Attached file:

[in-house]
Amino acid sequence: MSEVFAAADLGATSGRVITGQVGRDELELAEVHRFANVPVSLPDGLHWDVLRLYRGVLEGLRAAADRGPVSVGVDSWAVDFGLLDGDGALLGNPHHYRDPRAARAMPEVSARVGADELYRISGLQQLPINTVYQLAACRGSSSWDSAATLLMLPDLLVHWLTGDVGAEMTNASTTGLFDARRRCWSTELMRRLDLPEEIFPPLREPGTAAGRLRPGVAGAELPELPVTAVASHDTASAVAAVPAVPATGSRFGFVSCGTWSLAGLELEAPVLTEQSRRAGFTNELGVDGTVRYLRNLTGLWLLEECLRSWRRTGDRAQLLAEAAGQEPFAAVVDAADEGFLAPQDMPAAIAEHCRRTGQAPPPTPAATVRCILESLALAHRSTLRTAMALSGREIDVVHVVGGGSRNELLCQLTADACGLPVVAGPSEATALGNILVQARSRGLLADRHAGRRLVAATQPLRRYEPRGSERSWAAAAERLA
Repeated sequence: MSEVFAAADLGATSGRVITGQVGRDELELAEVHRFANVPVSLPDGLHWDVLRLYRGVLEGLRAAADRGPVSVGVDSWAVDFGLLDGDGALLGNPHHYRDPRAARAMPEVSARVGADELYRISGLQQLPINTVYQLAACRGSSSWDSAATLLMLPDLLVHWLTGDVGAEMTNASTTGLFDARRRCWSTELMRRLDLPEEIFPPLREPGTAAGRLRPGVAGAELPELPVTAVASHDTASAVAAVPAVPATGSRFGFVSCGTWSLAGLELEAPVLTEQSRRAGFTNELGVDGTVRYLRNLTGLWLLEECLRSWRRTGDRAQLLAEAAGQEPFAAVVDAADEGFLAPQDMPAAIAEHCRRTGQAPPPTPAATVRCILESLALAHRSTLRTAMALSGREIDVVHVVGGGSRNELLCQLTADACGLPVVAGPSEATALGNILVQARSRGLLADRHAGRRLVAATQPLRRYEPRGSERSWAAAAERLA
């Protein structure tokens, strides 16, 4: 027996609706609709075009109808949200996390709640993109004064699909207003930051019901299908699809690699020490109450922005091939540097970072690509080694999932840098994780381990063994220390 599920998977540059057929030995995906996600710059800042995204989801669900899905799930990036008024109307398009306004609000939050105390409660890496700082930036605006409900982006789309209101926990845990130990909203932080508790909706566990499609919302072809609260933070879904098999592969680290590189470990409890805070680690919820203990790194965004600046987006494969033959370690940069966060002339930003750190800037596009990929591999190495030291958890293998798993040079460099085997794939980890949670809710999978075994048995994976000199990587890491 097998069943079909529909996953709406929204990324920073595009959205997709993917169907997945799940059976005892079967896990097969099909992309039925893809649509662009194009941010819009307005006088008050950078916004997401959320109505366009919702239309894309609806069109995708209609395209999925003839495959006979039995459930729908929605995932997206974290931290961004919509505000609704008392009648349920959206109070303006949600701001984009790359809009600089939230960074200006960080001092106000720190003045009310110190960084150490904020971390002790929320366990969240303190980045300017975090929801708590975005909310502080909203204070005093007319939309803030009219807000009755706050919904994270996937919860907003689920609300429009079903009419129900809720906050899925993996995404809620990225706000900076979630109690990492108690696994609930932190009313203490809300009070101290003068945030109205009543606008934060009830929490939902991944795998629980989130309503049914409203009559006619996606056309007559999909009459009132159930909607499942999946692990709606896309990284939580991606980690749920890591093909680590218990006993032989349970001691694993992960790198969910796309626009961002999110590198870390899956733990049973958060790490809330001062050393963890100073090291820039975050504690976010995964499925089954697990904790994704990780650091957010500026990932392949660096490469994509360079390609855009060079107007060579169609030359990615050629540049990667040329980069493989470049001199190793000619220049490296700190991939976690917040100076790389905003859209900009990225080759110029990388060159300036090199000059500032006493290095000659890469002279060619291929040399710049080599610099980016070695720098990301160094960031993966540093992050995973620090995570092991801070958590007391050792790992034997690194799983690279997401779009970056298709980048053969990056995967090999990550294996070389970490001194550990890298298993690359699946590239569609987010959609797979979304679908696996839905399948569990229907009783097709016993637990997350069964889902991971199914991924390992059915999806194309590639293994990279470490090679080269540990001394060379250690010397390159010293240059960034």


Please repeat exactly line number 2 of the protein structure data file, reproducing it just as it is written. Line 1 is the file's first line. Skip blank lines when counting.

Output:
Amino acid sequence: MSEVFAAADLGATSGRVITGQVGRDELELAEVHRFANVPVSLPDGLHWDVLRLYRGVLEGLRAAADRGPVSVGVDSWAVDFGLLDGDGALLGNPHHYRDPRAARAMPEVSARVGADELYRISGLQQLPINTVYQLAACRGSSSWDSAATLLMLPDLLVHWLTGDVGAEMTNASTTGLFDARRRCWSTELMRRLDLPEEIFPPLREPGTAAGRLRPGVAGAELPELPVTAVASHDTASAVAAVPAVPATGSRFGFVSCGTWSLAGLELEAPVLTEQSRRAGFTNELGVDGTVRYLRNLTGLWLLEECLRSWRRTGDRAQLLAEAAGQEPFAAVVDAADEGFLAPQDMPAAIAEHCRRTGQAPPPTPAATVRCILESLALAHRSTLRTAMALSGREIDVVHVVGGGSRNELLCQLTADACGLPVVAGPSEATALGNILVQARSRGLLADRHAGRRLVAATQPLRRYEPRGSERSWAAAAERLA